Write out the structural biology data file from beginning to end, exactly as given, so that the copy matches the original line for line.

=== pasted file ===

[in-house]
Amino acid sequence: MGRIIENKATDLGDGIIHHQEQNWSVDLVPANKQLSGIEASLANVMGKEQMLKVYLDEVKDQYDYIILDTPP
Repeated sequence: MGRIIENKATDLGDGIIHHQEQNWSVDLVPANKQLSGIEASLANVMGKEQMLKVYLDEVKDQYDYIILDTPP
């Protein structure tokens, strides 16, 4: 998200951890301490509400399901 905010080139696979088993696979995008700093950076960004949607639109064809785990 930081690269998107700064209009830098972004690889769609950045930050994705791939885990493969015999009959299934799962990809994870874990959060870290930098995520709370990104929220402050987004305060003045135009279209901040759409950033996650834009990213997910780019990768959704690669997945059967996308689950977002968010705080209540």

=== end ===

[in-house]
Amino acid sequence: MGRIIENKATDLGDGIIHHQEQNWSVDLVPANKQLSGIEASLANVMGKEQMLKVYLDEVKDQYDYIILDTPP
Repeated sequence: MGRIIENKATDLGDGIIHHQEQNWSVDLVPANKQLSGIEASLANVMGKEQMLKVYLDEVKDQYDYIILDTPP
């Protein structure tokens, strides 16, 4: 998200951890301490509400399901 905010080139696979088993696979995008700093950076960004949607639109064809785990 930081690269998107700064209009830098972004690889769609950045930050994705791939885990493969015999009959299934799962990809994870874990959060870290930098995520709370990104929220402050987004305060003045135009279209901040759409950033996650834009990213997910780019990768959704690669997945059967996308689950977002968010705080209540």